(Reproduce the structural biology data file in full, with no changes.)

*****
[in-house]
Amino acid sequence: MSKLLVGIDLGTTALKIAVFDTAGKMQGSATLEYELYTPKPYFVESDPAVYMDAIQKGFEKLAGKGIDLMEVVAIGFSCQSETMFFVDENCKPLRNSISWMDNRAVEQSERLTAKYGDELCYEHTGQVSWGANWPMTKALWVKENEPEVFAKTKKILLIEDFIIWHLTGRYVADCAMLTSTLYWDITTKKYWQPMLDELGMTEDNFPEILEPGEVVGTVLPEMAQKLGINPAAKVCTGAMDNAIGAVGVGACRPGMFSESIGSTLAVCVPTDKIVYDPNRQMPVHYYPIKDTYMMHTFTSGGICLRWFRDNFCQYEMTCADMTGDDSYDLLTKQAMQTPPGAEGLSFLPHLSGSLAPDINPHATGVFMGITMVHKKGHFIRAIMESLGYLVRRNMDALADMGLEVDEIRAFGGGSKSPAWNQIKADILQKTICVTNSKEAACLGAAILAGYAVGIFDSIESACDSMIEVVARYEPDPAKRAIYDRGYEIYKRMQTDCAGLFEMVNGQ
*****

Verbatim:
[in-house]
Amino acid sequence: MSKLLVGIDLGTTALKIAVFDTAGKMQGSATLEYELYTPKPYFVESDPAVYMDAIQKGFEKLAGKGIDLMEVVAIGFSCQSETMFFVDENCKPLRNSISWMDNRAVEQSERLTAKYGDELCYEHTGQVSWGANWPMTKALWVKENEPEVFAKTKKILLIEDFIIWHLTGRYVADCAMLTSTLYWDITTKKYWQPMLDELGMTEDNFPEILEPGEVVGTVLPEMAQKLGINPAAKVCTGAMDNAIGAVGVGACRPGMFSESIGSTLAVCVPTDKIVYDPNRQMPVHYYPIKDTYMMHTFTSGGICLRWFRDNFCQYEMTCADMTGDDSYDLLTKQAMQTPPGAEGLSFLPHLSGSLAPDINPHATGVFMGITMVHKKGHFIRAIMESLGYLVRRNMDALADMGLEVDEIRAFGGGSKSPAWNQIKADILQKTICVTNSKEAACLGAAILAGYAVGIFDSIESACDSMIEVVARYEPDPAKRAIYDRGYEIYKRMQTDCAGLFEMVNGQ